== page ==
berlinchair101

berlinchair101 said on the 8th Mar, 2012

You should have asked them who Cutie was.

therat

therat said on the 8th Mar, 2012

Should have asked if that davidswan guy is still stealing underwear from his clothesline.

davidswan

davidswan said on the 8th Mar, 2012



it was zooey deschanel's underwear... as if you wouldn't!

oldgregg

oldgregg said on the 8th Mar, 2012

wait, what? who got zooeys underwear?

oldgregg

oldgregg said on the 8th Mar, 2012



who is the bearded dwarf in a beanie!? you better mean gareth!

Braveheart81

Braveheart81 said on the 8th Mar, 2012



Of course I meant Gareth.

I love the fact that you considered that it could be you though.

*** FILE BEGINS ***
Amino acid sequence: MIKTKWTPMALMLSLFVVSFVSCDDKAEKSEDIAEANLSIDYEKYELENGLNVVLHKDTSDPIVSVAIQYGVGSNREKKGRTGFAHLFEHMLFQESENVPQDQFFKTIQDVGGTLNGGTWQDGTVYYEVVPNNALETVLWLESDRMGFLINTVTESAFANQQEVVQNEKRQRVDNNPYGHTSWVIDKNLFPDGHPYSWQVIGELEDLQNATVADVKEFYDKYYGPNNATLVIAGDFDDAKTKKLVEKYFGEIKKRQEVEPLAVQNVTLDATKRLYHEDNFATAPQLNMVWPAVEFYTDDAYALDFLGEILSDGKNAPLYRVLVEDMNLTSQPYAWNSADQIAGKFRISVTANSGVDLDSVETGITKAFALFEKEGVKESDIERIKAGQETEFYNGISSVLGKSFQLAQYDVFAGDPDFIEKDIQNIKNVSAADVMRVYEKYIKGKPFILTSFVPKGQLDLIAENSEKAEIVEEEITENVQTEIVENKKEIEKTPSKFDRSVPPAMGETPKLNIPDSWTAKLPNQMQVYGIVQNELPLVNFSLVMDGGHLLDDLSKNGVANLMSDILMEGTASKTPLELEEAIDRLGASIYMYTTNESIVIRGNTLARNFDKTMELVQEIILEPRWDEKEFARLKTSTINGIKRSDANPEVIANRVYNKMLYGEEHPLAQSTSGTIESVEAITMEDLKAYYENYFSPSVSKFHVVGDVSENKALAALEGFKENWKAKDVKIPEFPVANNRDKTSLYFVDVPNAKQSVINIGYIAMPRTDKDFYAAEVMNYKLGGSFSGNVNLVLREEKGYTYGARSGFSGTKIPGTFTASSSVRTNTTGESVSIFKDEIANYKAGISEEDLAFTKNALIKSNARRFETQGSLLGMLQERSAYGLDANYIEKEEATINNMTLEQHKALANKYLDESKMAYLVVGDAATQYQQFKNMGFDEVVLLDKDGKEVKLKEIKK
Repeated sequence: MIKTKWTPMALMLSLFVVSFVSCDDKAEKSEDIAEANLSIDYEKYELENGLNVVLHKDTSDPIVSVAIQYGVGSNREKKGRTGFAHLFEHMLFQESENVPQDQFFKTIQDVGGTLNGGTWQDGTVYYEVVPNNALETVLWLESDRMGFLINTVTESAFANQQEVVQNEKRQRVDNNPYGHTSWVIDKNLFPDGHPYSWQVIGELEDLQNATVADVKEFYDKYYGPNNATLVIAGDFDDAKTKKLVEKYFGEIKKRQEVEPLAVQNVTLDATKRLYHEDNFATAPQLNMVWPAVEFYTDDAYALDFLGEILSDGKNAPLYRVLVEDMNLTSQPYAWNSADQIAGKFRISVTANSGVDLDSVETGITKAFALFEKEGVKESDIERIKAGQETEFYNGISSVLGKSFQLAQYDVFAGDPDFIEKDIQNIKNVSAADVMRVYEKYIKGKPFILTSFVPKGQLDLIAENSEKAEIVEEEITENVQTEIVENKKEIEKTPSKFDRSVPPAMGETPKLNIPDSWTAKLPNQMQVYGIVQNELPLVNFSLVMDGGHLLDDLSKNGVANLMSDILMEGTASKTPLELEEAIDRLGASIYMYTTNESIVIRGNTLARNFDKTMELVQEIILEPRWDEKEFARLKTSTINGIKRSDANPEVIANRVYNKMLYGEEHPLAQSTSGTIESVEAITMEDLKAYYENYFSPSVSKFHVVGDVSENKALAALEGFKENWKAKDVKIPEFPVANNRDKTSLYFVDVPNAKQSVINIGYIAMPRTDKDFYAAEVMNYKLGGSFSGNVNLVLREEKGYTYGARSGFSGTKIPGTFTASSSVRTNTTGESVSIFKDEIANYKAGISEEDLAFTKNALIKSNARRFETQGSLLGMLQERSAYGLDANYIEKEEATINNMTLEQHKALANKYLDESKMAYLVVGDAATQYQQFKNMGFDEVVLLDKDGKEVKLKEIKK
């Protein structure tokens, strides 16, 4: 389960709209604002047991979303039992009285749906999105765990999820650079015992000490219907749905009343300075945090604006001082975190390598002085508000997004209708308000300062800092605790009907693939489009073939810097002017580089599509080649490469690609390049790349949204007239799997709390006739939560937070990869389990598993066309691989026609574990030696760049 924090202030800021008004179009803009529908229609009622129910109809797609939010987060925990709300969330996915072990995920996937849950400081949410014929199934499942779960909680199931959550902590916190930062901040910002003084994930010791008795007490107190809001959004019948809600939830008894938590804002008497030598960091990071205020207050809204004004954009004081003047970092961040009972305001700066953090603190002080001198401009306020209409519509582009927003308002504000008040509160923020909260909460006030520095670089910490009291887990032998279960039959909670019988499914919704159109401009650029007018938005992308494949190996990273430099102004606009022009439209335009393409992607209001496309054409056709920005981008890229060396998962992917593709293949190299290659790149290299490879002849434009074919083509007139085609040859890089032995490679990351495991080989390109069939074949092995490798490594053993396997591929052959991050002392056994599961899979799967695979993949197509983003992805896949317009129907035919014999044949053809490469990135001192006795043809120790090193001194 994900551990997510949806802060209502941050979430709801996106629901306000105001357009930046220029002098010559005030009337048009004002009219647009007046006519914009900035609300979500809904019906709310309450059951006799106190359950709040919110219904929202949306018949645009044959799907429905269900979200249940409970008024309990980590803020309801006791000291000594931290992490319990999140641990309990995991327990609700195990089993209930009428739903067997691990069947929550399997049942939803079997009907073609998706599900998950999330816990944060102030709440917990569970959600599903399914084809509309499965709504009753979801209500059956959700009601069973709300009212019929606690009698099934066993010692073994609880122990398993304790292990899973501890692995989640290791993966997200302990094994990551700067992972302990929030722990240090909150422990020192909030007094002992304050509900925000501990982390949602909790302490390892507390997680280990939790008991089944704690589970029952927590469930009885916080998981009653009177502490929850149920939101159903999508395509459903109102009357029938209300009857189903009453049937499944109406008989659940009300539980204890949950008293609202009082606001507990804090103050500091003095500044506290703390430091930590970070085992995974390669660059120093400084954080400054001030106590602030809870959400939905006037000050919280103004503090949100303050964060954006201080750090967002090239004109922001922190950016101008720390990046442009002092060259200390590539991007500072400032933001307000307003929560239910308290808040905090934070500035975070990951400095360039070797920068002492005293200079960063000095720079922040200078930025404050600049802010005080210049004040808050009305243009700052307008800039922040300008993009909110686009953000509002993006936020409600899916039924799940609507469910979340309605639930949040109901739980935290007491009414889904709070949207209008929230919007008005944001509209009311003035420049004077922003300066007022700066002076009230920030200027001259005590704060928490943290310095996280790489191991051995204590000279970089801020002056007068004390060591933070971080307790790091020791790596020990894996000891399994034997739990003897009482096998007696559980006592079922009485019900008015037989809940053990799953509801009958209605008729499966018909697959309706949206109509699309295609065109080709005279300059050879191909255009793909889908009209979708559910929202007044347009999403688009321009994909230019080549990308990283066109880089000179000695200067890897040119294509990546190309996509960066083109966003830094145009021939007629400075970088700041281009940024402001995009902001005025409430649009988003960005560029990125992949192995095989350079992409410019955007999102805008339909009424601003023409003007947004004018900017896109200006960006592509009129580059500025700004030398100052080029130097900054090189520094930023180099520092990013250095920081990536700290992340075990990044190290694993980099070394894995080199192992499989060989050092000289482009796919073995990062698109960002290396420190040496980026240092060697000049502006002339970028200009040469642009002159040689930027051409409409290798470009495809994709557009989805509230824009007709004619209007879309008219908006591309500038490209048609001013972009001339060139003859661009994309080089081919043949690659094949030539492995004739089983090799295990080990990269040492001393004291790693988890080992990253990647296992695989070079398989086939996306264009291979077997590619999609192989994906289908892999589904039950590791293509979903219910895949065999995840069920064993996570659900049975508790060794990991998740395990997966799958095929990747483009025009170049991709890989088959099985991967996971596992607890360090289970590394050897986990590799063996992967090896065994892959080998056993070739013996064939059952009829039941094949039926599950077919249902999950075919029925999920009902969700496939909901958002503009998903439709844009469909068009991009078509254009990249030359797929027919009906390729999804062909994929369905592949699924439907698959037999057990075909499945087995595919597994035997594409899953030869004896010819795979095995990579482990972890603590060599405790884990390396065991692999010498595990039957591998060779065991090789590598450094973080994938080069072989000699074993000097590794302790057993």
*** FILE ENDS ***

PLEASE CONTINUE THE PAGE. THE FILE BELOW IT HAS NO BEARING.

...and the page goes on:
snehahaha

snehahaha said on the 8th Mar, 2012

waaah... k this is a pretty in depth interview i guess. as a lukewarm fan if anything it was a bit much for me, what with the jack kerouac and all.
i think when you reference past work it might be nice to talk about it a bit more..? you know? sure it's a stan's wet dream but i didn't really understand where you were coming from.
maybe it could have worked better as a narrative as opposed to straight q & a?
for me at least. and my death cab play count is sitting on a meagre 5.

oldgregg

oldgregg said on the 8th Mar, 2012

yeah, fair play. I did consider writing this as a feature, but I didn't want to cut the content, you'd have been reading forever, but I totally understand. I'm not going to lie, this interview was written by me - for me, and people of the same fan ilk as me. So yeah selective journalism on my behalf.